Arise! For Women, Life, Freedom

Women, Life, Freedom Murals

By Emma Grover

Between Mission Street and Valencia Street, in the middle of a long line of beautiful murals, a woman waits for you. With her arms lifted above her head, she holds her ponytail in one hand and a pair of scissors in the other. An Iranian flag is painted behind her but she is the focus. She looks down at the earth, her expression shaped by determination as she slices the sharp blades through her hair. Above her are the words, “Women, Life, Freedom.” This is the name of ARTogether’s new mural series, a symbol of solidarity with the women of Iran following the protests that erupted after the tragic death of Iranian-Kurdish woman, Mahsa “Jina” Amini. 

The “Women, Life, Freedom” Murals Project began in early October. As protests in Iran developed, ARTogether’s Executive Director, Leva Zand, united with Iranian artists Farnaz Zabetian and Mojgan Saberi. Together, they discussed the possibility of putting up a series of murals across the Bay Area. Leva shared with me, “There were two main purposes from the start: to raise awareness about what was going on in Iran, to American audiences and passersby, and to show solidarity to Iranians inside Iran, to tell them they are not alone in their fight for freedom.” 

ARTogether was able to secure three walls for this mural project: in Albany, San Francisco, and Oakland. So far, they have completed the murals in Albany and San Francisco, and are currently fundraising for the third and largest mural in Oakland.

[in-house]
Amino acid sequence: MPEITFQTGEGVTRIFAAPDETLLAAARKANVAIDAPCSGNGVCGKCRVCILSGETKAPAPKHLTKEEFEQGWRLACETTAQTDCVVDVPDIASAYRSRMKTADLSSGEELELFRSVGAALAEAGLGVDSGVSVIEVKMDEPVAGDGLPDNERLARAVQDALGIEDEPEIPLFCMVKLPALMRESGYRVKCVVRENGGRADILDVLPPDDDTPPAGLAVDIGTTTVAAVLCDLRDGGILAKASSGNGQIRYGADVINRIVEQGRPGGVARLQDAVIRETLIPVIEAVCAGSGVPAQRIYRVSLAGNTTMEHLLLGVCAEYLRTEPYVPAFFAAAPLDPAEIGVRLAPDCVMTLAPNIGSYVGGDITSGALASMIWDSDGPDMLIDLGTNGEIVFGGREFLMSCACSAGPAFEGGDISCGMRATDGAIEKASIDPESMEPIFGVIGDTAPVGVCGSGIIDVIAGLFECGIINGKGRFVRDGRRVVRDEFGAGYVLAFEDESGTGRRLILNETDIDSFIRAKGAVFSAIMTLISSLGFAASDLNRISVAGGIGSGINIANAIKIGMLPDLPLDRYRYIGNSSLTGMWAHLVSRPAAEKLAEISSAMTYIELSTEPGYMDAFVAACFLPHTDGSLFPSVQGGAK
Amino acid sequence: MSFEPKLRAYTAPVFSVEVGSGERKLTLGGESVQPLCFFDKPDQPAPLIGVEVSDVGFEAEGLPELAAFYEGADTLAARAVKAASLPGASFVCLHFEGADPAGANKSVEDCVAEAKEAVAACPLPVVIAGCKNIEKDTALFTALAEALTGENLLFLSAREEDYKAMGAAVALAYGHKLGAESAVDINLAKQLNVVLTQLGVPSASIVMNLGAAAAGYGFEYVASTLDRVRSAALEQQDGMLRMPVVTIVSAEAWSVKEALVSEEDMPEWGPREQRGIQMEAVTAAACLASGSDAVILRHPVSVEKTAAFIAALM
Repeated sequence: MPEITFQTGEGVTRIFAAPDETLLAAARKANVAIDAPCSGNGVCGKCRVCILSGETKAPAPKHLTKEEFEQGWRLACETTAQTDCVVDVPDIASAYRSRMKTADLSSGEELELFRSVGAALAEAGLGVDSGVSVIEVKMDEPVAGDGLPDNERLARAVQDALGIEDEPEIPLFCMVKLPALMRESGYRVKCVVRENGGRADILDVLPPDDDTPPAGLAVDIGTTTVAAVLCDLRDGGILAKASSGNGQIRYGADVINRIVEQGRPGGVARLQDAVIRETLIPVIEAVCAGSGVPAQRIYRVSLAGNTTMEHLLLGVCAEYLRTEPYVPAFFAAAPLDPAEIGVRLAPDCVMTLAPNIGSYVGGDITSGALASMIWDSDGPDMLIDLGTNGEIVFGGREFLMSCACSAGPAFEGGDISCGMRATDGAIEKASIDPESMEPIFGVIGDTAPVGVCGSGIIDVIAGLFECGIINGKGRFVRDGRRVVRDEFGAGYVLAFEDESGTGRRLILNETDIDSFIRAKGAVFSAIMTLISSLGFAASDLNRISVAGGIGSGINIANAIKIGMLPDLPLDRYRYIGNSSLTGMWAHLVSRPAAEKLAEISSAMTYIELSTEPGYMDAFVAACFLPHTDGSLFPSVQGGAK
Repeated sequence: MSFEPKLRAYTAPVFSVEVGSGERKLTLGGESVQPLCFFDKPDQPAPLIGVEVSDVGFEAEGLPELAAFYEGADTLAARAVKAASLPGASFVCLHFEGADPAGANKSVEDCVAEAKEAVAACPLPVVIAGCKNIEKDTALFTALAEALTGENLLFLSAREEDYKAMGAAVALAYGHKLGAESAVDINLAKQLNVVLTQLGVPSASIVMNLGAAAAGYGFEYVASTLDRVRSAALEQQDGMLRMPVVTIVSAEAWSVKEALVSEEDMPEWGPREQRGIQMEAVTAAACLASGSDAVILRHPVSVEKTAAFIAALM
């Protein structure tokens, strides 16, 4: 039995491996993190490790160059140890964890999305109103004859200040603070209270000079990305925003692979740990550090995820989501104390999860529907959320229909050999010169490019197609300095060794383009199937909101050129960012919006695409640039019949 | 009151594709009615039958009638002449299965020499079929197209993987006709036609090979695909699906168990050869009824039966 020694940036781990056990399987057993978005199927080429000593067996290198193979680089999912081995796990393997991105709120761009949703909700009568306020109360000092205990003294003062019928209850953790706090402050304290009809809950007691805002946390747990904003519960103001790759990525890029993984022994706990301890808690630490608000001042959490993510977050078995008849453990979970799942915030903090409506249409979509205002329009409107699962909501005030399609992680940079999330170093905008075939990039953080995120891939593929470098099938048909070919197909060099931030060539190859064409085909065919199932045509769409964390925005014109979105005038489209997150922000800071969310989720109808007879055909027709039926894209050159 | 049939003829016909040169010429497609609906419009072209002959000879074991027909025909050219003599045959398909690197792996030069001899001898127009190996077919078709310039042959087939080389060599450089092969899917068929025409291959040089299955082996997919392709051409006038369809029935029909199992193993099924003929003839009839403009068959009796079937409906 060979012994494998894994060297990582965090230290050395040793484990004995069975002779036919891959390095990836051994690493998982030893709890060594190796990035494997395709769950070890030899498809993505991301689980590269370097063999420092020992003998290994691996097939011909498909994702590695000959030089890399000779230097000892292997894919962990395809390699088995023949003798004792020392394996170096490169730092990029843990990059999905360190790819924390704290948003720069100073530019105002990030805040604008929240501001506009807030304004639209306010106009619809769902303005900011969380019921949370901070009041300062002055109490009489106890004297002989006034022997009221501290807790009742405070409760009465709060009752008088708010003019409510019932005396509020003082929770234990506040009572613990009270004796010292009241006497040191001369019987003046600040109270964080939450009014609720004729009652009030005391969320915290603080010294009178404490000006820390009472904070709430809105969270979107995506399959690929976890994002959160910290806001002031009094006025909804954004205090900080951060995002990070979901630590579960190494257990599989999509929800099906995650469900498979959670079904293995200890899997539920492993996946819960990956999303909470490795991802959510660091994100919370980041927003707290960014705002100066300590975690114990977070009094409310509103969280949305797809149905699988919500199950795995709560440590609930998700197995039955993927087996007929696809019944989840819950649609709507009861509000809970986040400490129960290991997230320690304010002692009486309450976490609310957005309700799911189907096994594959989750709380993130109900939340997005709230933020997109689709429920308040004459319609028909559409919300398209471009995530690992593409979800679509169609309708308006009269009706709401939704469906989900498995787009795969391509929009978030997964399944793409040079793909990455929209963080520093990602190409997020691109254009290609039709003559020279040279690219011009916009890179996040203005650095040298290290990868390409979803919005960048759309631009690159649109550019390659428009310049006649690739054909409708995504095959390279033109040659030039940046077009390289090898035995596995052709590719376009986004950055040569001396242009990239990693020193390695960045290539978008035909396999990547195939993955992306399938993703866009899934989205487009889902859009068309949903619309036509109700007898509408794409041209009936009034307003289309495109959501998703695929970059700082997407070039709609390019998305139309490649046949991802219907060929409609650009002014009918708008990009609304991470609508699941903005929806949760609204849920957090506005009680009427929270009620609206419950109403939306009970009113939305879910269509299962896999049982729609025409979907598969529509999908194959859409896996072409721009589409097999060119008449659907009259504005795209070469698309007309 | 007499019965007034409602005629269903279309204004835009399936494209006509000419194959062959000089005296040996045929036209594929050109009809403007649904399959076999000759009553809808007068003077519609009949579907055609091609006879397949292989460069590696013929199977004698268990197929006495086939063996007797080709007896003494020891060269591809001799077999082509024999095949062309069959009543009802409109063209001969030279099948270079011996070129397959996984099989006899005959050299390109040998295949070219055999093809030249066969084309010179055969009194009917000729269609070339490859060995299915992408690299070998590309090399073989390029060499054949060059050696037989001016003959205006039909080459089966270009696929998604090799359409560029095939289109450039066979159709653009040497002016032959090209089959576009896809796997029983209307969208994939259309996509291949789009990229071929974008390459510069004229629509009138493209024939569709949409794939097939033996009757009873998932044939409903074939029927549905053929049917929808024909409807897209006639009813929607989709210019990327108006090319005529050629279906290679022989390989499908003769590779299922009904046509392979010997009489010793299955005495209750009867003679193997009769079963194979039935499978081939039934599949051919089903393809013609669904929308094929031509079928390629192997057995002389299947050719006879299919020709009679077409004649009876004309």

I had the honor of attending the unveiling of ARTogether’s second mural located in the famous Clarion Alley of San Francisco. Situated in the Mission District and maintained by the Clarion Alley Mural Project (CAMP), Clarion Alley is a famous community space that displays public art aligned with social and political justice messaging. I spoke with Megan Wilson, CAMP’s Co-Director, about the significance of ARTogether’s new mural in particular. She responded, “It’s about supporting and bringing the community together to share grief, outrage, and love. Murals live on and tell stories, and today we are celebrating these stories and our international solidarity.” 

The public event was entitled, “The Wind in My Hair”, and the reception included breath-taking performances by artists Mobina Nouri, Nima Sepehr, Mohammad Talani, and We Become Us, as well as a poetry reading from the book, Song of a Captive Bird, by Jasmin Darznik.

When I arrived, Florencia Montefalcone had her long hair tied to cords of white rope. At the end of each cord, the rope was fastened to a stone that dragged behind her as she walked. I stopped to watch her bend down and embrace a dog, holding it close to her chest despite the heavy weight that clung to her body. The moment felt like a beautiful metaphor for Wilson’s words; it was clear people had gathered here to share their grief and love for one another.

Mobina Nouri wore a red dress with dozens of little silver scissors sewn into the fabric. For her performance, she used the scissors to cut off locks of her hair and tie them to a gate behind the performance area. Afterwards, she shared with me, “It was very emotional. I had my eyes closed but I could feel people crying. By being together we were healing.” She continued, “You know, none of us can sleep, we’re distracted at work. This limbo state of mind is tiring, and the Western media is not covering it.”